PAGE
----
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Many changes have taken place in the mineral resource sector since the publication by the U.S. Geological Survey of Professional Paper 820, “United States Mineral Resources,” which is a review of the long-term United States resource position for 65 mineral commodities or commodity groups. For example, since 1973, the United States has continued to become increasingly dependent on imports to meet its demands for an increasing number of mineral commodities. The global demand for mineral commodities is at an alltime high and is expected to continue to increase, and the development of new technologies and products has led to the use of a greater number of mineral commodities in increasing quantities to the point that, today, essentially all naturally occurring elements have several significant industrial uses. Although most mineral commodities are present in sufficient amounts in the earth to provide adequate supplies for many years to come, their availability can be affected by such factors as social constraints, politics, laws, environmental regulations, land-use restrictions, economics, and infrastructure.
This volume presents updated reviews of 23 mineral commodities and commodity groups viewed as critical to a broad range of existing and emerging technologies, renewable energy, and national security. The commodities or commodity groups included are antimony, barite, beryllium, cobalt, fluorine, gallium, germanium, graphite, hafnium, indium, lithium, manganese, niobium, platinum-group elements, rare-earth elements, rhenium, selenium, tantalum, tellurium, tin, titanium, vanadium, and zirconium. All these commodities have been listed as critical and (or) strategic in one or more of the recent studies based on assessed likelihood of supply interruption and the possible cost of such a disruption to the assessor. For some of the minerals, current production is limited to only one or a few countries. For many, the United States currently has no mine production or any significant identified resources and is largely dependent on imports to meet its needs. As a result, the emphasis in this volume is on the global distribution and availability of each mineral commodity. The environmental issues related to production of each mineral commodity, including current mitigation and remediation approaches to deal with these challenges, are also addressed.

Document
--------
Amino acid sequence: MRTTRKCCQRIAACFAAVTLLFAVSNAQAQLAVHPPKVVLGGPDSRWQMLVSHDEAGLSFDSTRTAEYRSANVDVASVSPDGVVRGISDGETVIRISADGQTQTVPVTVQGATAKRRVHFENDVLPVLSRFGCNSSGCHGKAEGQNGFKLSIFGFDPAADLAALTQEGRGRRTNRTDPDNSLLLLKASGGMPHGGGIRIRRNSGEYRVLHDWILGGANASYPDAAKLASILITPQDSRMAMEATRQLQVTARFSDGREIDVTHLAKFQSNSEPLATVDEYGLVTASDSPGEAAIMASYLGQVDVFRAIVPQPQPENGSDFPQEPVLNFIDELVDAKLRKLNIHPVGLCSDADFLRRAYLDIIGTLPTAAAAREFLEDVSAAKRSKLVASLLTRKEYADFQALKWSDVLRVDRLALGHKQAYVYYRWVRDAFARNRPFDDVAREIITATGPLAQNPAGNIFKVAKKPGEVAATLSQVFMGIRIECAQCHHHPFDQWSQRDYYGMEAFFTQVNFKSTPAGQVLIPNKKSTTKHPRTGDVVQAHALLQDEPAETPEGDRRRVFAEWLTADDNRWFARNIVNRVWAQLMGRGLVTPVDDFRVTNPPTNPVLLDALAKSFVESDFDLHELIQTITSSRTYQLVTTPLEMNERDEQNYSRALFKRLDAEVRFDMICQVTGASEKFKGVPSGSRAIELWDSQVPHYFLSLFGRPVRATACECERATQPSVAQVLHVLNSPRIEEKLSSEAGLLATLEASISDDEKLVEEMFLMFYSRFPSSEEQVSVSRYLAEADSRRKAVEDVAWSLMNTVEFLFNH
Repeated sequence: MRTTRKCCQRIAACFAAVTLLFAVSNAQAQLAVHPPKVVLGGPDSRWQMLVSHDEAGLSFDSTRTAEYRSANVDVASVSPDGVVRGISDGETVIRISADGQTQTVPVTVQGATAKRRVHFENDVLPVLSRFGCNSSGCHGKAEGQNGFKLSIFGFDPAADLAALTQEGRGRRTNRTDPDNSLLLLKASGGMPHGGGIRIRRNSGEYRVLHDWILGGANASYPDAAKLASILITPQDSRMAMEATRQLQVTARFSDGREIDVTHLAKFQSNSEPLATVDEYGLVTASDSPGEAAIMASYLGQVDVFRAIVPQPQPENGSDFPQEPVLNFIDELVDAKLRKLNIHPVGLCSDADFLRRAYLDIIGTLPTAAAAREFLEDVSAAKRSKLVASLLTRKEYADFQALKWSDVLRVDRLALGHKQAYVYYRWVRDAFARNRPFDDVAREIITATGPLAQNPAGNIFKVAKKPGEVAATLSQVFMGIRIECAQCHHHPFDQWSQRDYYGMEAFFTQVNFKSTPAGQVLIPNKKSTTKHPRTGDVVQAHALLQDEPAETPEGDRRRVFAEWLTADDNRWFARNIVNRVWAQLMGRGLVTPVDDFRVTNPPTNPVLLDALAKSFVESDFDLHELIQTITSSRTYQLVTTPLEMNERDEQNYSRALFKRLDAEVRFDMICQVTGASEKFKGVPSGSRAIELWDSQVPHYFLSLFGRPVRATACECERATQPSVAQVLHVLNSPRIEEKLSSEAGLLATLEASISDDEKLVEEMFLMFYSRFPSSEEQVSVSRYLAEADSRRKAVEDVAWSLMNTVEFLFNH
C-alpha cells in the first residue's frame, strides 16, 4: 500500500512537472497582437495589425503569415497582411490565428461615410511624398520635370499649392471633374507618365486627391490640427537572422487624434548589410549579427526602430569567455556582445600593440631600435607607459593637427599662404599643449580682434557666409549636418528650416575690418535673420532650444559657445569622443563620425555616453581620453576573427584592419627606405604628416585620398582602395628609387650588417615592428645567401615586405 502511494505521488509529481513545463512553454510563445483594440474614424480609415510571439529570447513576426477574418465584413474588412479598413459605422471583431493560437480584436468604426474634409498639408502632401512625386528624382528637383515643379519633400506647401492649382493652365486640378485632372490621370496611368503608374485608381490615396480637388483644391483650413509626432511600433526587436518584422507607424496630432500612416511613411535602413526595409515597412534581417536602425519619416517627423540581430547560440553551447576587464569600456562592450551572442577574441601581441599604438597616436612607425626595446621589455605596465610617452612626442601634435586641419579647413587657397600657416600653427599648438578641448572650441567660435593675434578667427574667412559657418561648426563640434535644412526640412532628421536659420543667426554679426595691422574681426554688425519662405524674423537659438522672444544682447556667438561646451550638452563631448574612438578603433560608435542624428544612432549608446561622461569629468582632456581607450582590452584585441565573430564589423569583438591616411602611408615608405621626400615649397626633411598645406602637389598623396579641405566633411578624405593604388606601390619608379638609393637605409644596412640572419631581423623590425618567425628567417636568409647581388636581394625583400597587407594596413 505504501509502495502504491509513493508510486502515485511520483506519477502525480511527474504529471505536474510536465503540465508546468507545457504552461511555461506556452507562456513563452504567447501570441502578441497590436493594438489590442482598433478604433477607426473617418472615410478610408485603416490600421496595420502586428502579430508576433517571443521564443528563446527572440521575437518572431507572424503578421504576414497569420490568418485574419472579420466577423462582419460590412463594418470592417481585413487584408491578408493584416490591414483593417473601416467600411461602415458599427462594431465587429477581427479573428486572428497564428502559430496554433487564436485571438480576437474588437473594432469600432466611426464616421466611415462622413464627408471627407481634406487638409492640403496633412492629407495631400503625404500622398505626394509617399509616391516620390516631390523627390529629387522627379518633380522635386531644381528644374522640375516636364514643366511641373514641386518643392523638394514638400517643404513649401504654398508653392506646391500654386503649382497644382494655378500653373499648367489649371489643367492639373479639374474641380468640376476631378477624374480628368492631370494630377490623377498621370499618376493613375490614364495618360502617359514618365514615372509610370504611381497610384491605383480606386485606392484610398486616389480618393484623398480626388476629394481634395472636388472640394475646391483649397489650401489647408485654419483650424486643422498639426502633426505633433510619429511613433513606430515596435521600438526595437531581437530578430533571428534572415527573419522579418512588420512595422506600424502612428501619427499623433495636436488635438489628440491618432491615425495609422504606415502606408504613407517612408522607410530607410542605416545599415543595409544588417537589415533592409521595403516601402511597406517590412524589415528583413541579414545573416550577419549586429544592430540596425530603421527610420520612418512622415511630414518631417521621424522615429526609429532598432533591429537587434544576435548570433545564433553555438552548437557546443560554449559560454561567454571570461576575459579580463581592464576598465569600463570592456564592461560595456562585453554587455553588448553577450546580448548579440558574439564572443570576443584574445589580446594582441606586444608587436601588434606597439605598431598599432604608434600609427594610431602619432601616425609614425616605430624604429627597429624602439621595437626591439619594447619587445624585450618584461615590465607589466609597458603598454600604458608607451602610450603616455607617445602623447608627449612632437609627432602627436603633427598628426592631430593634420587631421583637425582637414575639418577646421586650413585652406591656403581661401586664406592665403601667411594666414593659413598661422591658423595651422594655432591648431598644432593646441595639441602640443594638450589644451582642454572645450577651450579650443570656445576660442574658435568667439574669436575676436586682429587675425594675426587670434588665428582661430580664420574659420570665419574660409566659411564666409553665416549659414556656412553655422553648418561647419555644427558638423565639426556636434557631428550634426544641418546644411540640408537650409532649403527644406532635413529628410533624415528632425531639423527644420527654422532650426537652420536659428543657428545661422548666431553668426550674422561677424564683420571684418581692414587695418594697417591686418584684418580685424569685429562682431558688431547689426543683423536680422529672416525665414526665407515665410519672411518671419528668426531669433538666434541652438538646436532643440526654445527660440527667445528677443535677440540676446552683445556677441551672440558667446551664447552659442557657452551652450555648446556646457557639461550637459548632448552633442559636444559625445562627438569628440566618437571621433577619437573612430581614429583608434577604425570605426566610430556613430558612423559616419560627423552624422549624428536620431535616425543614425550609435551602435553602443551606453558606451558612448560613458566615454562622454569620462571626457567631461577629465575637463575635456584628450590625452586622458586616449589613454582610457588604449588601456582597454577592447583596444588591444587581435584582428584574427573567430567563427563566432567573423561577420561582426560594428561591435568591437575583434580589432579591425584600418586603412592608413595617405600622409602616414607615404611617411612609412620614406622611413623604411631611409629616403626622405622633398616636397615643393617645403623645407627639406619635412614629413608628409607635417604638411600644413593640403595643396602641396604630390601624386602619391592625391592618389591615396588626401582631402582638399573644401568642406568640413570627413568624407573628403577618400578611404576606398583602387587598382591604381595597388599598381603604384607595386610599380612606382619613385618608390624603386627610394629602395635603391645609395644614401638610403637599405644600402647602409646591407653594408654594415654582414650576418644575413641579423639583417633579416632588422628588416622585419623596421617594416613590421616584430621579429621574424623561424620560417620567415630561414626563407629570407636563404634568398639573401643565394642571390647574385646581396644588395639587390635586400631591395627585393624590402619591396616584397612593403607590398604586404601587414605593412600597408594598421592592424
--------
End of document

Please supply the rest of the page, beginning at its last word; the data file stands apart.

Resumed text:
This introductory chapter provides an overview of the mineral resource classifications, terms, and definitions used in this volume. A review of the history of the use and meaning of the term “critical” minerals (or materials) is included as an appendix to the chapter.
Schulz, K.J., DeYoung, J.H., Jr., Bradley, D.C., and Seal, R.R., II, 2017, Critical mineral resources of the United States—An introduction, chap. A of Schulz, K.J., DeYoung, J.H., Jr., Seal, R.R., II, and Bradley, D.C., eds., Critical mineral resources of the United States—Economic and environmental geology and prospects for future supply: U.S. Geological Survey Professional Paper 1802, p. A1–A14, https://doi.org/10.3133/pp1802A.
ISSN: 2330-7102 (online)
ISSN: 1044-9612 (print)
Table of Contents
- U.S. Mineral Supply Situation
- Mineral Resource Classifications, Terms, and Definitions Used in This Volume
- Mineral Commodities Selected for Inclusion in This Volume
- Changes Since the Mid-1970s
- Back to the Future
- References Cited
- Appendix A1. What is Meant by “Critical” Minerals (or Materials)?
Additional publication details
|Publication Subtype||USGS Numbered Series|
|Title||Critical mineral resources of the United States—An introduction|
|Series title||Professional Paper|
|Publisher||U.S. Geological Survey|
|Publisher location||Reston, VA|
|Contributing office(s)||Eastern Mineral and Environmental Resources Science Center|
|Description||iii, 14 p.|
|Larger Work Type||Report|
|Larger Work Subtype||USGS Numbered Series|
|Larger Work Title||Critical mineral resources of the United States—Economic and environmental geology and prospects for future supply|
|Online Only (Y/N)||N|
|Additional Online Files (Y/N)||N|